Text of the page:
Since, 2009, the nation’s sugar beet crop has been almost entirely planted in seed genetically modified to resist glyphosate herbicide, which is produced at Bayer’s Soda Springs plant. Lately, to strike a chord with an increasingly environmentally conscious consumer base, the sugar beet industry has been touting how biotechnology has made its crop production system far more sustainable.
The environmental benefits of GMO crops, however, are well documented, [American Sugarbeet Growers Association vice president Luther] Markwart said.
When beets were raised conventionally, Markwart said herbicides applied about four times per year to control weeds stymied crop development, essentially taking a month of growth off of the final yield. Glyphosate applications in GMO beets don’t set development back whatsoever, enabling farmers to produce more with fewer farming inputs.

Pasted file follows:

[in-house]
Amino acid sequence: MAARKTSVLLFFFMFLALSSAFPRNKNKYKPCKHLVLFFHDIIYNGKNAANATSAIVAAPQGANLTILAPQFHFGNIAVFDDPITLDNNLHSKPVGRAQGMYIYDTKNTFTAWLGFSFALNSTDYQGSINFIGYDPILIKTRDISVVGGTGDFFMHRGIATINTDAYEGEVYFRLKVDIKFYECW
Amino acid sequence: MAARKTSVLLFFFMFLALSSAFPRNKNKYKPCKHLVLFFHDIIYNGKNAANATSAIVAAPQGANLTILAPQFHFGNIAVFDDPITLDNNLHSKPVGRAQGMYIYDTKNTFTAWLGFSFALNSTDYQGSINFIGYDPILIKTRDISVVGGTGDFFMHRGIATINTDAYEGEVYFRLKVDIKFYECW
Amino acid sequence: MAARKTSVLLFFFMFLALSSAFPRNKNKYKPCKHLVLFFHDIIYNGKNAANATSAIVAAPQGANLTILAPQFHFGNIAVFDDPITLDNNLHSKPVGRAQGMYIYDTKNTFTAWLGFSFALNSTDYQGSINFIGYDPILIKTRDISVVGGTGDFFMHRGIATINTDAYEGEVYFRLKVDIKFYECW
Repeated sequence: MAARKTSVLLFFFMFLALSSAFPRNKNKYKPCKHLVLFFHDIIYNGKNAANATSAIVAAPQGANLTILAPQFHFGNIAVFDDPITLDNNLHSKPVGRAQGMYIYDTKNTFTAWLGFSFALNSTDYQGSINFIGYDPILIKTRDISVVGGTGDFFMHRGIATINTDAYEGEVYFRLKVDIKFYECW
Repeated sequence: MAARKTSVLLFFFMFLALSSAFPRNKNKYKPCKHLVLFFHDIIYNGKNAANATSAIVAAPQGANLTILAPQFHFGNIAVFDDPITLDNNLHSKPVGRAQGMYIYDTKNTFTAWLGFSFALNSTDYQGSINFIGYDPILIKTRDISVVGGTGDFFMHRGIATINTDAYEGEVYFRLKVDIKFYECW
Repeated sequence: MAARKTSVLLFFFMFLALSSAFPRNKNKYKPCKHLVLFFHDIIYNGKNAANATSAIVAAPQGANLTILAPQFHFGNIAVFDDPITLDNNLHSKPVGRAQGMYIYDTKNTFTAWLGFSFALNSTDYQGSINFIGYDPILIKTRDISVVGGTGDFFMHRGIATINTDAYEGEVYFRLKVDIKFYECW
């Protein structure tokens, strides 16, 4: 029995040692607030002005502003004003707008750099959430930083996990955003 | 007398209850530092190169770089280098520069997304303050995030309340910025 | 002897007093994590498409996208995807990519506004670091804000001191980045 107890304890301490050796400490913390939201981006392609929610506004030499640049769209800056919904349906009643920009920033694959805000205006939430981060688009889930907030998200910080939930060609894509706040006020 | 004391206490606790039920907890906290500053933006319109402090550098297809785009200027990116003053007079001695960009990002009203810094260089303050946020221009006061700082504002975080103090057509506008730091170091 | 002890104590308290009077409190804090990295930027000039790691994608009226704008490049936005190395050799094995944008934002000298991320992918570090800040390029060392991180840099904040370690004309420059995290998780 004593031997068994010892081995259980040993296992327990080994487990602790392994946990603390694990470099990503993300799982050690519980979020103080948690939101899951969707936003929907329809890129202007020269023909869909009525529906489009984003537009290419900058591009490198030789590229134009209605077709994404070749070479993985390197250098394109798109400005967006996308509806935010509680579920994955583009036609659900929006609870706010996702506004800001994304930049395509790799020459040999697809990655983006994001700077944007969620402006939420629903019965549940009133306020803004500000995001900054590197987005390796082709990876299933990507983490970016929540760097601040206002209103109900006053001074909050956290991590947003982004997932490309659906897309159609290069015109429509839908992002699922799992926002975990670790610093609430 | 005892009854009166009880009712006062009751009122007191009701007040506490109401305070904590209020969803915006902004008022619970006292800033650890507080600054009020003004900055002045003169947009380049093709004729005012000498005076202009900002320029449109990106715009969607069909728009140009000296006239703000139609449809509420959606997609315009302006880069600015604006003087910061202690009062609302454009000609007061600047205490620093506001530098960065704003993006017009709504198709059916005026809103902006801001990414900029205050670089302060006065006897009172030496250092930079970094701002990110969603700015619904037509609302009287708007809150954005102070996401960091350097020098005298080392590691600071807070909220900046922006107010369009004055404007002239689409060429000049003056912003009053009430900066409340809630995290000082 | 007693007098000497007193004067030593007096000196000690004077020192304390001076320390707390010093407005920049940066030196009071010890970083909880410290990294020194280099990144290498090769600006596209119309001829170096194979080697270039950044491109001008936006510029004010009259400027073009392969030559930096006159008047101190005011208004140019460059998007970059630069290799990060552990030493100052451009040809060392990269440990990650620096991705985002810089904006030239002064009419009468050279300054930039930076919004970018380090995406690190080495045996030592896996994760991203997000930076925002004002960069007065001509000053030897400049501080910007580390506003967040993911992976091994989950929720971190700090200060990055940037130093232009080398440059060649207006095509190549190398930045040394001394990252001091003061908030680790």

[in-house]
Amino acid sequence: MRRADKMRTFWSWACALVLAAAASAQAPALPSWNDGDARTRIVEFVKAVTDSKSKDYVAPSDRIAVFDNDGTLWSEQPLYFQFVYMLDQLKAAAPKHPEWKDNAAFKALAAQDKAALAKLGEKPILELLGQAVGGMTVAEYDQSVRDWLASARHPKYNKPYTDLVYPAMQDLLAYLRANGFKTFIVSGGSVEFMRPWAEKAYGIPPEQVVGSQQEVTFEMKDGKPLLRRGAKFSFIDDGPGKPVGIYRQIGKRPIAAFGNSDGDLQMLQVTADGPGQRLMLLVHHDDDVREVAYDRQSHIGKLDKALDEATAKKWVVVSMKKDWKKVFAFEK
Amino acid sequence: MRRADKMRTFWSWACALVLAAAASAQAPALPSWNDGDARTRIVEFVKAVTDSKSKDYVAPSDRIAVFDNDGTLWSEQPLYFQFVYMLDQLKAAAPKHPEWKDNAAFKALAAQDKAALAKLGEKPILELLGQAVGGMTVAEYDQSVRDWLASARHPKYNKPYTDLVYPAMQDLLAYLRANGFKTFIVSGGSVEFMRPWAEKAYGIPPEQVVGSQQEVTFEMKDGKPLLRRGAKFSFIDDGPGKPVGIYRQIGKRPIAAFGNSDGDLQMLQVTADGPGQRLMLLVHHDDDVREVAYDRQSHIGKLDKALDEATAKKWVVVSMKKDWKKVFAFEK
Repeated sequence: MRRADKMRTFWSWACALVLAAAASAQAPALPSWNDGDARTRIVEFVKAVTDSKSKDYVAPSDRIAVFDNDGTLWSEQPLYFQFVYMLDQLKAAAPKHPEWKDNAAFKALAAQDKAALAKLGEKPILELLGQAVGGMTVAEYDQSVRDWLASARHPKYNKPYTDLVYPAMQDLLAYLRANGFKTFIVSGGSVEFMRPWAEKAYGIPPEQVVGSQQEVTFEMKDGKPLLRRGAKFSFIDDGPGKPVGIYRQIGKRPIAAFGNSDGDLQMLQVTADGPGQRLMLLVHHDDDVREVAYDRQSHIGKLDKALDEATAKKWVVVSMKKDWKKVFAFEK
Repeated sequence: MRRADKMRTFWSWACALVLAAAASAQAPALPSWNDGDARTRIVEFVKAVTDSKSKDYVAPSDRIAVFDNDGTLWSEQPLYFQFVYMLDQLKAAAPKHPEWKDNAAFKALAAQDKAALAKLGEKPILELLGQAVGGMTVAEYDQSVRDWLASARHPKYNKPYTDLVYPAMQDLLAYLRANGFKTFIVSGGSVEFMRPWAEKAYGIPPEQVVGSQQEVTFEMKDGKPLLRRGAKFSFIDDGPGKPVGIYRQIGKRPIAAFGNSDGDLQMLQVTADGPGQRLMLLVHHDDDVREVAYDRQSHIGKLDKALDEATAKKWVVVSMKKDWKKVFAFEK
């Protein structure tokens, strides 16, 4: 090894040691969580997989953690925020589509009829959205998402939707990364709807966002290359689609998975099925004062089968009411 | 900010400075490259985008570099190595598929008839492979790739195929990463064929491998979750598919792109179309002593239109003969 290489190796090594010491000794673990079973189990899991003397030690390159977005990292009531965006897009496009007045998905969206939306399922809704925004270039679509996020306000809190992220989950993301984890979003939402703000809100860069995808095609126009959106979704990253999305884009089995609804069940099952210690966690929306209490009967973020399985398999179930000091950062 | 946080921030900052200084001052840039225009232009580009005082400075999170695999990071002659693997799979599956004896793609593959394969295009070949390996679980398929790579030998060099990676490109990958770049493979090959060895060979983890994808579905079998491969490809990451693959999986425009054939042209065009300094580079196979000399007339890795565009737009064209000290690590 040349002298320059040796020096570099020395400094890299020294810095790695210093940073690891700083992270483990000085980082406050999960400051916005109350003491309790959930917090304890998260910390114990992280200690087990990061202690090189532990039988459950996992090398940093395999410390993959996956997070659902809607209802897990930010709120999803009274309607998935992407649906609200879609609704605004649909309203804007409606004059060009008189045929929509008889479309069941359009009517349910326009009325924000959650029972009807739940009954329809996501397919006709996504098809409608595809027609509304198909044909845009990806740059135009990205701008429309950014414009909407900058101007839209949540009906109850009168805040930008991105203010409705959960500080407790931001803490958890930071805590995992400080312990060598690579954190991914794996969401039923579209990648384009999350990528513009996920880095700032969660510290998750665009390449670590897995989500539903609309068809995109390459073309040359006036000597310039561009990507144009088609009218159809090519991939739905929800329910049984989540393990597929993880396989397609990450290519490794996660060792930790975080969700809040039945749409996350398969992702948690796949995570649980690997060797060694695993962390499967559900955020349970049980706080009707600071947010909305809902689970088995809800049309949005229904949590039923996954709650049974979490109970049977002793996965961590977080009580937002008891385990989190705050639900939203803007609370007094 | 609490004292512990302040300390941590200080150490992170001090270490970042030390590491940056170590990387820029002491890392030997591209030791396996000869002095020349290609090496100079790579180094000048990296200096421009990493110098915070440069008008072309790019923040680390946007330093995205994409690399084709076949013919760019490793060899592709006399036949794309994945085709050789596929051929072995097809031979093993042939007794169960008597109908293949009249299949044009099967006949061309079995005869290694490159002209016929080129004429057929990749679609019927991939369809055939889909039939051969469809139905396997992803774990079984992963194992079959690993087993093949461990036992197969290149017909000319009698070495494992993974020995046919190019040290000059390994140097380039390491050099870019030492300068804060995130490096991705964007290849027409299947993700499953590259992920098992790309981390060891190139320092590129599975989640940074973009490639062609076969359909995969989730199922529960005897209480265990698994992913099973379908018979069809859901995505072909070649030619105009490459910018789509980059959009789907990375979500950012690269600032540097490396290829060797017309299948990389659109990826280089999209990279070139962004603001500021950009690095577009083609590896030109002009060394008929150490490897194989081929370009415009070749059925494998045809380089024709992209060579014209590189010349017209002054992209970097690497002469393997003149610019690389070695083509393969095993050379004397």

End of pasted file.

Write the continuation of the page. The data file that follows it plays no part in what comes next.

Furthermore, GMO beets don’t require hand weeding and mechanical cultivation between rows, saving farmers on labor costs and avoiding soil disturbance, which dries out soil and releases greenhouse gases.